It's fascinating to me how many of the things that we need most for happiness and well-being are things late capitalism is proving terrible at providing. Job security, time to care for children and others, time to cook food, opportunities for moving around and being outside, basic health care -- all things we need most, all things late capitalism seems to be eroding.

Sometimes it seems like the aspects of life that other societies are most focused on providing are just the ones we somehow expect people to deal with in the corners of their lives, as things they'll have to find a way to work out. Things like who is going to watch the kids when a parent gets sick -- it's like such a basic, basic thing, and yet somehow in late capitalism it gets treated like some kind of personal problem that everyone has to solve on their own.

I'd like to say I saw this coming, but I didn't. I was young during the days of middle-capitalism, when it really looked like with a bit of planning you could have it all kind of work. You could have the pleasures of technology and fashion without rampant inequality and with environmental protections and with structures in place to make all the difficult things work the way they should. Somehow, though, that's not how it all seems to be going.

Tuesday, October 25, 2016

It Was The Russians! No, Wait, It Was A Shadowy Collective! DDoS, IoT, and WTF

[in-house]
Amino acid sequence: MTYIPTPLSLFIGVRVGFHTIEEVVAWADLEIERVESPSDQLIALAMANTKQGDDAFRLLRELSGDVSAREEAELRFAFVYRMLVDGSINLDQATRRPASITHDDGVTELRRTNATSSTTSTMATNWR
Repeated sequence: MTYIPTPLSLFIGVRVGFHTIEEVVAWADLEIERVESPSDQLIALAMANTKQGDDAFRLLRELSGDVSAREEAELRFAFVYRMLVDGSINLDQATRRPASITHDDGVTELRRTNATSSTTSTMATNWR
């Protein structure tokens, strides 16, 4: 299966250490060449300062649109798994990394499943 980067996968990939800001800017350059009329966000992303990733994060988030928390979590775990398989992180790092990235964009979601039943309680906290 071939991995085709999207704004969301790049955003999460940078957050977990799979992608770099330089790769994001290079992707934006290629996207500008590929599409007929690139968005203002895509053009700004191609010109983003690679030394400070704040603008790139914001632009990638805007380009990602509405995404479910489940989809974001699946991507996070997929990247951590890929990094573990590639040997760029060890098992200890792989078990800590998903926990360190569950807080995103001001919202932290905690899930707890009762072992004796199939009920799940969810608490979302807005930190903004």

Last week I wrote about a minor DDoS attack that harnessed an army of small household appliances and cameras to take down websites. Then this week, there was a major DDoS attack that harnessed an army of small household appliances and cameras to take down major parts of the internet. Am I surfing the zeitgeist or what?

Reaction to these events has been somewhat puzzling. The party line seems to be something like "It was the Russians." At CBS News, the "homeland security consultant" Fran Townsend immediately pointed to Russia, asking "Is this sort of a brushback pitch from the Russians sending us a message that we should be pretty careful about engaging in this sort of cyberactivity with them because they are very capable[?]" A Guardian writer who, like me, wanted a chance to fly off the handle about the Internet of Things (IoT) and how stupid and pointless it is got the headline "Do you want your shower to help Russian hackers?"

But the same CBS story quoting expert opinion alleging state sponsored cyber-terrorism then goes on to explain that a "shadowy collective" called "New World Hacking" had claimed responsibility. People speaking anonymously and claiming to be associated with New World Hacking said they did it to "test power," that they "sought only to expose security vulnerabilities," and that when it came to demands, there was only one: "We will make one demand actually. Secure your website and get better servers, otherwise be attacked again."

I don't know about you, but I thought these seemed like intelligent and reasonable things to say. I don't know if they're true -- whatever that means in this day and age -- but, as we say nowadays, whatever.